Mercurial and discombobulated, Slides features three main characters, played by London-based Turkish artists Bora Akıncıtürk and Aslı Özdemir, and Vietnamese-born German artist Sung Tieu who seem to never sleep and spend most of their time with their smartphones. Akıncıtürk and Özdemir drift through life on converse work schedules and communicate via audio message, vaping and telling each other fabulous stories that draw on the technologies and social networks that affect them: “And then one day, can you imagine it? You’d be browsing pictures online and then you see these strangers making duck faces on your own sofa. And of course you think it’s somewhere else and you even like the picture, yep. Hey Bora, tonnes of kisses, bye!”

Kareem Lotfy soundtracks Slides, setting the tone of eerie somnambulance that accompanies the characters’ movements through empty tube stations and buses, a BMX track, down a darkened street wearing a pair of light therapy glasses that simulate the sun for sufferers of jet lag. “The film is definitely inspired by my own experience of being in China in 2016,” Kohout says about his time spent on a two-month residency at I: project space in Beijing. “I was 11 hours ahead of Berlin and I was communicating with my girlfriend at the time, mostly by recording these voice messages. Walking around somewhere I would feel, ‘wow this is crazy, it’s really something I need to share’ and I would describe it in an audio message. In the film, this is like a detail but a lot of the time they speak to each other while making these audio messages. They say, ‘look!’ They tell the other person to look, which is of course nonsense, in a way, but somehow I feel like it does make sense, it’s not totally out of place. So the film is inspired by me having not only temporal distance but spatial distance between me and the person I want to be in touch with all the time.”

Martin Kohout, ‘Slides’ (2017). Video still. Courtesy the artist.

The imagined universe of Slides, though, is just one part of a broader and more consequential project called Night Shifts, which includes the Daylight Management exhibition, a publication called Night Shifter, and a roundtable discussion hosted by the Southern and Eastern Trade Union Congress (SERTUC). The latter event brought together other unions, scientists and industry representatives to discuss current workplace policies around shift work. Originally proposed as a documentary film funded by the Wellcome Trust and produced by Caroline Heron of AQNB Productions, Kohout planned to interview and examine the lives of people working night shifts from their places of employment. It soon transpired, though, that those companies that had agreed to access a year earlier had never had any intention of allowing Kohout entry and the project took a sharp turn to the more abstract arena of a fictional tale of a slightly exaggerated present. As a result, the interviews Kohout had filmed of the shift workers and sleep scientists he’d contacted independently during his research have been compiled and edited into a 30-minute video that will screen as part of the Daylight Management event programme.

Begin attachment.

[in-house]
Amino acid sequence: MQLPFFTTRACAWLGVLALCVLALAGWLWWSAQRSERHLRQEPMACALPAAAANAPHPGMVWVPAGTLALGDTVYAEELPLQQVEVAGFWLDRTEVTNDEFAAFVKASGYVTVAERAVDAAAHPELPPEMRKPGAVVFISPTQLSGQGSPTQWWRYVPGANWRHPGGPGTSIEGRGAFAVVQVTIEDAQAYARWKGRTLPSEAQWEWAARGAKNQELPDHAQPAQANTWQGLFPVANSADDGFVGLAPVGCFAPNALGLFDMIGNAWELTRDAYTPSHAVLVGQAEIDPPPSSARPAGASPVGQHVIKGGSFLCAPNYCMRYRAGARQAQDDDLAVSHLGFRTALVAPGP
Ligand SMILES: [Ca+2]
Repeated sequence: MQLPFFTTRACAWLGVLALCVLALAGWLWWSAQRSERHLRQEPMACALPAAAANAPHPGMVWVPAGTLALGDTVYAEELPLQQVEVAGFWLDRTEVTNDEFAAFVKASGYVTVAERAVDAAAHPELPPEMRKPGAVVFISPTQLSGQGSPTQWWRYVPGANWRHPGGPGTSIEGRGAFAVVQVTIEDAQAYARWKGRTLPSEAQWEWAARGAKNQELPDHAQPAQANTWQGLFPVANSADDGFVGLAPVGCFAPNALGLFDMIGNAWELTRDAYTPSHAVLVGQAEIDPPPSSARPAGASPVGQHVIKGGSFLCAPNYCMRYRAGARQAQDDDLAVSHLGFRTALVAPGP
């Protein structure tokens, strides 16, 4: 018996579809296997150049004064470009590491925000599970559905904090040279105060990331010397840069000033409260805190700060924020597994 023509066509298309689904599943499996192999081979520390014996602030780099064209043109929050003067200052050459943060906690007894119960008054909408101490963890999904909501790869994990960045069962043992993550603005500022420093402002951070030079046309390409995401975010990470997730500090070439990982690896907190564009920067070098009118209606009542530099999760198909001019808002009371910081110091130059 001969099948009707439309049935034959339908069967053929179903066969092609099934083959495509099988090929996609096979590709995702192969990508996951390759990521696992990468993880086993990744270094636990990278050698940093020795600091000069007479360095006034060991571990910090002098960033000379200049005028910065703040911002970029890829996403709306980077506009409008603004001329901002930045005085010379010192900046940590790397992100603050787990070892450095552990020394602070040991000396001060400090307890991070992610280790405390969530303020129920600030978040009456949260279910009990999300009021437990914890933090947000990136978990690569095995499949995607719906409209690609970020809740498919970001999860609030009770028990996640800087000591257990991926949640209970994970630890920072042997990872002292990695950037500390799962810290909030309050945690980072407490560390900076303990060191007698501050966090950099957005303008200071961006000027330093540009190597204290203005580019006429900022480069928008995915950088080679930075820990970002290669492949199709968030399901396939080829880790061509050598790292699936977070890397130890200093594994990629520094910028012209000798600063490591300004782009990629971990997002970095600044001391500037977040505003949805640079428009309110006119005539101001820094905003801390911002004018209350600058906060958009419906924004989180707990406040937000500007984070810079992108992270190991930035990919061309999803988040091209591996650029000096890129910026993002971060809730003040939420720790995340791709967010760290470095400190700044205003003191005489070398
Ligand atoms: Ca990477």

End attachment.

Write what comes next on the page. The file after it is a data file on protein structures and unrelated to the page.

“I had nightshift jobs, either in bars or other places, and a lot of the time as a freelancer I would be working through the night but the experience of that is still very far from what it’s like when you work for five consecutive nights,” says Kohout about the distinction between the experience of the artist-characters in Slides, and those of contracted shift workers. “It was always one of the questions I asked all the people I interviewed: ‘how would you describe this experience to somebody who thinks of tiredness mainly based on physical exhaustion?’” Kohout elaborates. “Most of the time, the people I interviewed said ‘there is no way you can explain it, there is no way you could describe it, or understand it.’ From their description it’s much more a ‘zombie-mode,’ where your body is physically shutting down and after three or four days working a night shift you’re also mentally so exhausted that it’s not the exhaustion we know after one night shift, or a day of sport. I was interested in trying to figure that out but that was also one of the findings of my research, that it’s very hard to to describe, or rather impossible.”

Martin Kohout, ‘Slides’ (2017). Installation view. Courtesy the artist + Galeria Wschód, Warsaw.